Newbie's Realistic? Goals
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  1. #1

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    Newbie's Realistic? Goals

    Hey all,

    Been lurking around the board for a few weeks anticipating the arrival of my roadbike. I picked up a '04 Specialized Hardrock MTB in December and have been hitting a few trails and biking to school. I just recieved my '05 Jamis Satellite last week, and have set a few goals for myself in the next year and a half. Currently I am about 6' and 255lbs. Used to play football, that took care of my knees and back. Biking one of the few activities that actually helps my back to feel better. I think its the motion straightening out my lower spine. Anyhow, how much I weigh means little as compared to how "in shape" I feel. I have a very strong lower body, but I need to grow a decent set of lungs.

    This past year my "commute" to school was about 2-3 miles, was pretty much flat. It was great, filled up my truck's gas tank once in 10 weeks. This fall I will have a 10 mile commute which is mainly uphill to school. (Goal #1) Id like the feeling of riding in the morning, wakes me up, and gives me something to look forward to when school is over. The Specialized allowed me to get used to working on a bike. I am a mechanical engineering student, and have been an avid welder/fabricator for about 5 years now. I plan on having my own bike tool set by the end of summer including a truing stand (my own design) and am goign to be welding a Titanium Frame for my friend in the fall. (Cal Poly has a Single Track Vehicle Design class)

    School....I go to school at California Polytechnic State U. about 190 miles from home. I have recently decided to stay for my masters so I will be at Poly till Dec. 2006. Goal #2 is to make my final trip home (to Los Angeles) on my bike.

    So what do yalls think? Any of this seem unreasonable? Any pointers, books to buy?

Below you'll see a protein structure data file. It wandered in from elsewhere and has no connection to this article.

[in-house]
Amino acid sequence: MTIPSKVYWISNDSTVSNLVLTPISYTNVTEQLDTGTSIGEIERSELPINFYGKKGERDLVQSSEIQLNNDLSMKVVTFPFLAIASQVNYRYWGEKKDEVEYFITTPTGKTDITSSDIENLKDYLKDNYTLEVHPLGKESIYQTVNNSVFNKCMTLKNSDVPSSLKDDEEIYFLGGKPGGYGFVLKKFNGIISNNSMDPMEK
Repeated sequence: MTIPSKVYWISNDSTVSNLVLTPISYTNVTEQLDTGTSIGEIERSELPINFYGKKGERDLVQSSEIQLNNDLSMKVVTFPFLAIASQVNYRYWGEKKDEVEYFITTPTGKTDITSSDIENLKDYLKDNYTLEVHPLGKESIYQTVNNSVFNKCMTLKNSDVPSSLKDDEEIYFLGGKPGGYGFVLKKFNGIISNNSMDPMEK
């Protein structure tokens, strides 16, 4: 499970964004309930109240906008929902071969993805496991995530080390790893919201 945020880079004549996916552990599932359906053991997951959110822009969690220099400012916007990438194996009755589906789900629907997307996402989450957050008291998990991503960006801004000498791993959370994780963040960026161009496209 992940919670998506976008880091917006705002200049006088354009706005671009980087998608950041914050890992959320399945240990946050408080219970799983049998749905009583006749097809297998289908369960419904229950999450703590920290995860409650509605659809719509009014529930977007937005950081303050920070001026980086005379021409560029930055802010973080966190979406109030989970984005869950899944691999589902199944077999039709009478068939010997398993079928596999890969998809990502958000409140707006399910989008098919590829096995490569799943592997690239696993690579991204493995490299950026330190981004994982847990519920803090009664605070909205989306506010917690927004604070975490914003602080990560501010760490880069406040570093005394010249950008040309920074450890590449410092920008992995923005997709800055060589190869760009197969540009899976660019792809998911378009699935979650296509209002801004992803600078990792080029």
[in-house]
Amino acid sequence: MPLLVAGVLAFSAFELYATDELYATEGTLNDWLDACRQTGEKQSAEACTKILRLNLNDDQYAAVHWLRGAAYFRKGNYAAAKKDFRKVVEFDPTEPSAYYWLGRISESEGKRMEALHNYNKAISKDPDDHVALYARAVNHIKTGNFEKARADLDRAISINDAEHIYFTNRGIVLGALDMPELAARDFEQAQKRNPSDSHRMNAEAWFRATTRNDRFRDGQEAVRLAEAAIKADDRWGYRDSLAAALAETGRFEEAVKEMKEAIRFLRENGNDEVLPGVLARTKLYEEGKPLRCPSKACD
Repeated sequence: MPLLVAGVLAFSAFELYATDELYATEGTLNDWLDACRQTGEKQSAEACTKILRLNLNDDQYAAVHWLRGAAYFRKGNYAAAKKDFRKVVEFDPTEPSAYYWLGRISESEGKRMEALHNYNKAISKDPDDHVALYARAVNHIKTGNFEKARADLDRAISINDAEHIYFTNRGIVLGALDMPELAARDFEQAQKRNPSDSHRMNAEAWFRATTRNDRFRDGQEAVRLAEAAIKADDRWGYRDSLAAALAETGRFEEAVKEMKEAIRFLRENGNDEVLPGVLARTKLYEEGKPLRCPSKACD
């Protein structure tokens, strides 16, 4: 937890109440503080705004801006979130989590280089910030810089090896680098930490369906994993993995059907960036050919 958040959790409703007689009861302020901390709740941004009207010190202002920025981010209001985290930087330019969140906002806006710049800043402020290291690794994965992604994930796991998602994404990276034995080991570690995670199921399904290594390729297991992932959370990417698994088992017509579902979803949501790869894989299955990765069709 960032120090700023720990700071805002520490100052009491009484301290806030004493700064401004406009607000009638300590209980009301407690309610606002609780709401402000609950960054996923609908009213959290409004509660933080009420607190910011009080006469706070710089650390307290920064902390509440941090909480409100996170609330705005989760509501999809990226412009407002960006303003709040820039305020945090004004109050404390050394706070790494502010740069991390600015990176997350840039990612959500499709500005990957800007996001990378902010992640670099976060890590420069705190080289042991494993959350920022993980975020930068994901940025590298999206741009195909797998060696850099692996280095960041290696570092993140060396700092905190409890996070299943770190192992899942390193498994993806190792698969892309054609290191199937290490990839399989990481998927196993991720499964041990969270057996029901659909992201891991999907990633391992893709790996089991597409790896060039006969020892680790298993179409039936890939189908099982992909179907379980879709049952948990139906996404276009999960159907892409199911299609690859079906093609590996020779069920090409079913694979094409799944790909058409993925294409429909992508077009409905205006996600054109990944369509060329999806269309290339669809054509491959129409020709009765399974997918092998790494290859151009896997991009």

Nick
    Last edited by SLO_EIT; 07-06-2005 at 06:48 PM.

  2. #2
    when is it obsession?
    Reputation: Rthur2sheds's Avatar
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    Hey, Nick!

    welcome and congratulations on your new ride(s)!

    I'm 6'5" 240# and also a former football player (tight end/nose guard Div IAA)... so, I can say I FEEL your pain LOL!

    Good news on your back...I have two bulging discs which make riding very painful at times. If you are like me, your pain willdiminish as your overall fitness level increases. I lost 30# this spring and have had very few back issues (nothing that kept me off the bike, either)...

    I think the best first goal is simple: ride. Ride, Ride, R I D E... nothing will pay dividends for you later than building a solid base of mileage. You have the advantage of being able to alternate your riding between roads and trails... use this to change the pace up a bit and have fun! If you have a computer, you will probably find yourself playing "personal best" games...this can be quite entertaining and beneficial. As for me, I am like Walter Mitty on two wheels... every uphill grade is Alpe d' Huez...every slowpoke I pass is Julich or Basso or dare I say it...Lance!

    have fun...

    Ride... REPEAT

    I love your expressed goals, too. Goal #1 is terrific! Goal #2 would really be an accomplishment...just PLEASE be careful if and when you attempt such a ride. Have a support car if you can or at least, a buddy to ride with you. Ask around the local bike shops for the best routes (may be a bit longer, but stay away from as much traffic as you can)...

    good luck, Nick... surely you will meet some of us on the roads and trails. I'll be the big guy on the black Raleigh

    bob~
    "Oz was wrong: a heart should be judged by how much one loves...not by how much one is loved by others..."

  3. #3
    bas
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    190 miles will require a support group of some type as the other guy mentioned, lots of water, gatorade, energy bars, possible tires/etc..

    Will take about 14-18 hours .. probably need lights..

    It's not something I would exactly try.. Maybe on do my bike trail path ride 2 times...
    but that would get pretty boring and result in a sore butt.

    There are groups that do double centuries out in California.

    I'd stick with doing century rides with your local bike group and see how well you do.

    You'll probably have to tune the bike up somehow also over 200 miles.




    Quote Originally Posted by SLO_EIT
    Hey all,